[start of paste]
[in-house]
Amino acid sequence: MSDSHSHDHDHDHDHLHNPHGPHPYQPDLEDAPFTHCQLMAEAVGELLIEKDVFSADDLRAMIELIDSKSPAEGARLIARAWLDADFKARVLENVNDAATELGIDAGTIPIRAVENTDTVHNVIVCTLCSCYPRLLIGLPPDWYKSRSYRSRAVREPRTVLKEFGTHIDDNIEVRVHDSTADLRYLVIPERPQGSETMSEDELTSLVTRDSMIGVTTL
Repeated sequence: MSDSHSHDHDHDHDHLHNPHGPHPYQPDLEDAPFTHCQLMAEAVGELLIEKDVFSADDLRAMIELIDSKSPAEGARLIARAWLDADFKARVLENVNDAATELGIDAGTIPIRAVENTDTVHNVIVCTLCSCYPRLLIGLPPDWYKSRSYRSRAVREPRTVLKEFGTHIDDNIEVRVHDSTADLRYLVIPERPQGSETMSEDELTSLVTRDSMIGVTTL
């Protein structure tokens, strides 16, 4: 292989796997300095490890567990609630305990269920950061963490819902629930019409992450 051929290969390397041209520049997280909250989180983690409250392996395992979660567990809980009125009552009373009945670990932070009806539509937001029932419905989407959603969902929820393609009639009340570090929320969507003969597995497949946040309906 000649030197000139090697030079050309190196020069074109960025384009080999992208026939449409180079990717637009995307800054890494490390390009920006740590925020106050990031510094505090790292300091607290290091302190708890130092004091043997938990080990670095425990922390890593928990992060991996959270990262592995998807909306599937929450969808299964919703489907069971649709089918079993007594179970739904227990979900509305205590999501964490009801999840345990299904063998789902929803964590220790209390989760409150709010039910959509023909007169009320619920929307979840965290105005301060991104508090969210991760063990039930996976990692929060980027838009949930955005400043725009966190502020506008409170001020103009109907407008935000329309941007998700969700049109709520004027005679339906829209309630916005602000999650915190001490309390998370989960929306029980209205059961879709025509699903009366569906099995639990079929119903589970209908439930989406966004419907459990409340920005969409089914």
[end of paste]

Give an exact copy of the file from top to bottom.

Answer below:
[in-house]
Amino acid sequence: MSDSHSHDHDHDHDHLHNPHGPHPYQPDLEDAPFTHCQLMAEAVGELLIEKDVFSADDLRAMIELIDSKSPAEGARLIARAWLDADFKARVLENVNDAATELGIDAGTIPIRAVENTDTVHNVIVCTLCSCYPRLLIGLPPDWYKSRSYRSRAVREPRTVLKEFGTHIDDNIEVRVHDSTADLRYLVIPERPQGSETMSEDELTSLVTRDSMIGVTTL
Repeated sequence: MSDSHSHDHDHDHDHLHNPHGPHPYQPDLEDAPFTHCQLMAEAVGELLIEKDVFSADDLRAMIELIDSKSPAEGARLIARAWLDADFKARVLENVNDAATELGIDAGTIPIRAVENTDTVHNVIVCTLCSCYPRLLIGLPPDWYKSRSYRSRAVREPRTVLKEFGTHIDDNIEVRVHDSTADLRYLVIPERPQGSETMSEDELTSLVTRDSMIGVTTL
């Protein structure tokens, strides 16, 4: 292989796997300095490890567990609630305990269920950061963490819902629930019409992450 051929290969390397041209520049997280909250989180983690409250392996395992979660567990809980009125009552009373009945670990932070009806539509937001029932419905989407959603969902929820393609009639009340570090929320969507003969597995497949946040309906 000649030197000139090697030079050309190196020069074109960025384009080999992208026939449409180079990717637009995307800054890494490390390009920006740590925020106050990031510094505090790292300091607290290091302190708890130092004091043997938990080990670095425990922390890593928990992060991996959270990262592995998807909306599937929450969808299964919703489907069971649709089918079993007594179970739904227990979900509305205590999501964490009801999840345990299904063998789902929803964590220790209390989760409150709010039910959509023909007169009320619920929307979840965290105005301060991104508090969210991760063990039930996976990692929060980027838009949930955005400043725009966190502020506008409170001020103009109907407008935000329309941007998700969700049109709520004027005679339906829209309630916005602000999650915190001490309390998370989960929306029980209205059961879709025509699903009366569906099995639990079929119903589970209908439930989406966004419907459990409340920005969409089914």